The Apache distribution of Cassandra does not automatically take backups of it’s data. However, it does include a tool to create backups. Backups in Cassandra are called “snapshots”. In the photography sense of the word, a snapshot is a picture of what the data looks like at a moment in time. Since data in Cassandra is immutable, taking a snapshot is quick, painless, and has very little impact on the system.
In Part 1 of this brief tutorial, I shared with you how to create a cluster in Amazon’s AWS. In Part 2, we’ll discuss installing and configuring cassandra on your new cluster. Log onto Virtual Machines Now that I have these three machines, how do I log onto them and start to use them. From the EC2 Dashboard, select the Instances tab on the left side. This will give you an overview of all the instances you have running.
In this post, I’ll walk you through creating a Cassandra cluster in Amazon’s Web Services. The first thing you’ll need to do is sign in to your Amazon Console. If you don’t have one, create an account. Once you’re logged in, from the dashboard, click on the EC2 logo, under the Compute section. This is Amazon’s Elastic Compute Cloud where you can launch virtual servers, known as an Amazon EC2 instance.
Imagine if you could create an event that was able to generate over a 4,000% increase in attendance over five years. Well, that’s exactly what DataStax has done with the annual Cassandra Summit in the Bay area. *4,000% increase in attendance* This past week was the 2015 Cassandra Summit, held in Santa Clara, was the largest NoSQL conference in the world. Prior to the start, there were over 6,100 registrations onsite.
I’ve been doing Cassandra development in an enterprise setting for quite a while now. And being a good little development shop (Expedia), we had Chef set up to deploy stuff for us, including Cassandra installation. Chef is great at doing just that. The downside to that is that you forgot the details of how to install Cassandra manually. Here are the steps to spin up an EC2 instance and getting a single instance of Cassandra running on it.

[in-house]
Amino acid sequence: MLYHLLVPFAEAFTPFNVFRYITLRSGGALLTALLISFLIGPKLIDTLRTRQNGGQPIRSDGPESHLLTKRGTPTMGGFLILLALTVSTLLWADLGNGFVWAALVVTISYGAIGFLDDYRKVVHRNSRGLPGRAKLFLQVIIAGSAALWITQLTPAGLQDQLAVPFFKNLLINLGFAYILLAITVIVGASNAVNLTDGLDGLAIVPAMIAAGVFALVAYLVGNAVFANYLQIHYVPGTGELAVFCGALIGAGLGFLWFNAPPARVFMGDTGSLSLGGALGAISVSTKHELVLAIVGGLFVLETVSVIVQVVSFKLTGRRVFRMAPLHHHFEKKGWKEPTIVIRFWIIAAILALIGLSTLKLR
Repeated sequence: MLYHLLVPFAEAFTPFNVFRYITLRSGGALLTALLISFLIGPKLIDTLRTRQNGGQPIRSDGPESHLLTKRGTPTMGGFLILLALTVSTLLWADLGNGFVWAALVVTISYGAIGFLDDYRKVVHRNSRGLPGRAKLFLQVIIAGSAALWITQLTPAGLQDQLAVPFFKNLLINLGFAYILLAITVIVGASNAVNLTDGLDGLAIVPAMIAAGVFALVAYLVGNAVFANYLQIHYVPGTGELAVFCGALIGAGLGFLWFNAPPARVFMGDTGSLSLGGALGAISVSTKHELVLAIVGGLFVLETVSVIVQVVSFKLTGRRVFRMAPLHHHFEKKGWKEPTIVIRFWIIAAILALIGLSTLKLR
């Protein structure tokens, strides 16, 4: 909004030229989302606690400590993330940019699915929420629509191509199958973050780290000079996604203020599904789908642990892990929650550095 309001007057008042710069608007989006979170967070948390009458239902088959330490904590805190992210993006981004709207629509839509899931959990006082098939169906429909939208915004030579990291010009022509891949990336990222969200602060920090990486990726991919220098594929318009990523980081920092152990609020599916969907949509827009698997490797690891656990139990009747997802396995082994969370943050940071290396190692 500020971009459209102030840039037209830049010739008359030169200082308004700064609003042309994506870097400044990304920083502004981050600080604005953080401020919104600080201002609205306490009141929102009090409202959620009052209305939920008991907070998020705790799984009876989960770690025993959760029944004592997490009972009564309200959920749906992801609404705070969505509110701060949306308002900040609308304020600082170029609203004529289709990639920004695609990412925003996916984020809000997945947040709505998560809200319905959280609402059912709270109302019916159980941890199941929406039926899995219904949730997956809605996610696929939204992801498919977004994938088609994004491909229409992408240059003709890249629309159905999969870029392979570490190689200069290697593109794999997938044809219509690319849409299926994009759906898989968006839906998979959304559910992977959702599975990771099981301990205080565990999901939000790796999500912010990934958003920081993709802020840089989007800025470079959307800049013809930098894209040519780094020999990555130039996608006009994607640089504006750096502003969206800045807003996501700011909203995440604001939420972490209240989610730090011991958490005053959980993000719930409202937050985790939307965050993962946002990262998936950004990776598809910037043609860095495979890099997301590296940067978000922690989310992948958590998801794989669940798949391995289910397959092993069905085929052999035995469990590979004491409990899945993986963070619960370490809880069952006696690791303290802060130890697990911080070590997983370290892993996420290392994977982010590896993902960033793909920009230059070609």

Yes, I’m having fun with my blog titles twisting classic song titles. Get used to it, I think I’ll keep doing it. Fire Fighting After a couple of weeks at the new job, I noticed that there wasn’t really any direction to how issues were being addressed. It seemed like whatever the current fire was or whoever was pestering the loudest was getting their issue addressed first. This also meant that current issues being worked were being dropped for the latest “emergency” issue.
Wow, it’s been almost three years since I blogged about anything here. I feel just a little bit bad about that, but honestly, it’s been a pretty busy time for me. My last post was about Alternatives to Relational Databases … yep, I’ve definitely been in that world for a while now. Back then, I was just starting to scratch the surface on what NoSQL even was. Looking at that post, now I realize I didn’t know nearly enough on the subject.
Tonight, I’m presenting to a CISQ 250 class at Drury University. The topic of the presentation is “Alternatives to Relational Databases”. The following is my presentation in SlideShare.net: Alternatives to Relational Databases
Tonight, I gave a presentation to the Springfield .NET Users Group. I chose to present on SQL Server 2008 Development for Programmers. I tried to keep it to a level 200 type class. The following is my presentation in SlideShare.net: SQL Server 2008 Development for Programmers
Today at work, all developers were required to take an all-day training in PCI. This is the second such session that I’ve attended since I was hired. It’s all very interesting to learn about, however, it really boils down to hacking. They are teaching us all the methods that we (our websites) can be hacked. The surprising part is how much my co-workers already know about how to attack a site.